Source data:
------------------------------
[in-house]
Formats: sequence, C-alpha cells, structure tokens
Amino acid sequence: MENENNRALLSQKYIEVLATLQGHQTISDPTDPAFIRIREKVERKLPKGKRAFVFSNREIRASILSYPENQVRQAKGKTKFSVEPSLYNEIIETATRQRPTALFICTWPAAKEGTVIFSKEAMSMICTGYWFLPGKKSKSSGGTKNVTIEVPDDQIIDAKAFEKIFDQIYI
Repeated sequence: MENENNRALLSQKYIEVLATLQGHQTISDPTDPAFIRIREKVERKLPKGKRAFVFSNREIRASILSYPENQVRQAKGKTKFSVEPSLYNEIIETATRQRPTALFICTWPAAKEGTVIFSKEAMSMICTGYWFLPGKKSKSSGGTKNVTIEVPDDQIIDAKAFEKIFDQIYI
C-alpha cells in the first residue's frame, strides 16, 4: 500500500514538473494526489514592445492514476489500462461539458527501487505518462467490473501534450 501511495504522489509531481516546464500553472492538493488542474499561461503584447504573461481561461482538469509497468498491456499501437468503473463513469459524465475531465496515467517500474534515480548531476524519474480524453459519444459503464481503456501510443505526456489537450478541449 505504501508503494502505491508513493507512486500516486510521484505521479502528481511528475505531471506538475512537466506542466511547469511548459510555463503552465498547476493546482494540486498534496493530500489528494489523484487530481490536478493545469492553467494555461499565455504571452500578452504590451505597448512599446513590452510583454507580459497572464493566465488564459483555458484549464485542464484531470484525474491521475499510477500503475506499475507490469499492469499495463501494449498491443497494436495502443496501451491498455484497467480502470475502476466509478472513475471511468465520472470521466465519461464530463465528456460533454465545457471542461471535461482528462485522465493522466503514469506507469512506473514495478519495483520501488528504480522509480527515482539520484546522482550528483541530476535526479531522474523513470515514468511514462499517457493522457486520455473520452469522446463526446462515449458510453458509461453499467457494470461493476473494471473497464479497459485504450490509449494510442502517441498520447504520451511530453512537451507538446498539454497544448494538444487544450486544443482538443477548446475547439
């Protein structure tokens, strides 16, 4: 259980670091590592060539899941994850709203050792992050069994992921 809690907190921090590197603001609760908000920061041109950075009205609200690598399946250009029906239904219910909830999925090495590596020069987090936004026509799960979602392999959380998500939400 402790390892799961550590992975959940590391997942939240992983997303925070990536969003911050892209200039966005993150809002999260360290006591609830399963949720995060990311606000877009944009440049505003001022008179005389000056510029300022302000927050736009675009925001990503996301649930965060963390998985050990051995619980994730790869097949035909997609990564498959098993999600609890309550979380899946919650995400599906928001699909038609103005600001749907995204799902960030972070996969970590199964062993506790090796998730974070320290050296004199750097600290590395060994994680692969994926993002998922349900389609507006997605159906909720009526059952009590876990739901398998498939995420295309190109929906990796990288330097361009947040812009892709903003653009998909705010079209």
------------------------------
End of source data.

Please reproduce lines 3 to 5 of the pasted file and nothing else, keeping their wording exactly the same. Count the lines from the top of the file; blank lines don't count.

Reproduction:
Amino acid sequence: MENENNRALLSQKYIEVLATLQGHQTISDPTDPAFIRIREKVERKLPKGKRAFVFSNREIRASILSYPENQVRQAKGKTKFSVEPSLYNEIIETATRQRPTALFICTWPAAKEGTVIFSKEAMSMICTGYWFLPGKKSKSSGGTKNVTIEVPDDQIIDAKAFEKIFDQIYI
Repeated sequence: MENENNRALLSQKYIEVLATLQGHQTISDPTDPAFIRIREKVERKLPKGKRAFVFSNREIRASILSYPENQVRQAKGKTKFSVEPSLYNEIIETATRQRPTALFICTWPAAKEGTVIFSKEAMSMICTGYWFLPGKKSKSSGGTKNVTIEVPDDQIIDAKAFEKIFDQIYI
C-alpha cells in the first residue's frame, strides 16, 4: 500500500514538473494526489514592445492514476489500462461539458527501487505518462467490473501534450 501511495504522489509531481516546464500553472492538493488542474499561461503584447504573461481561461482538469509497468498491456499501437468503473463513469459524465475531465496515467517500474534515480548531476524519474480524453459519444459503464481503456501510443505526456489537450478541449 505504501508503494502505491508513493507512486500516486510521484505521479502528481511528475505531471506538475512537466506542466511547469511548459510555463503552465498547476493546482494540486498534496493530500489528494489523484487530481490536478493545469492553467494555461499565455504571452500578452504590451505597448512599446513590452510583454507580459497572464493566465488564459483555458484549464485542464484531470484525474491521475499510477500503475506499475507490469499492469499495463501494449498491443497494436495502443496501451491498455484497467480502470475502476466509478472513475471511468465520472470521466465519461464530463465528456460533454465545457471542461471535461482528462485522465493522466503514469506507469512506473514495478519495483520501488528504480522509480527515482539520484546522482550528483541530476535526479531522474523513470515514468511514462499517457493522457486520455473520452469522446463526446462515449458510453458509461453499467457494470461493476473494471473497464479497459485504450490509449494510442502517441498520447504520451511530453512537451507538446498539454497544448494538444487544450486544443482538443477548446475547439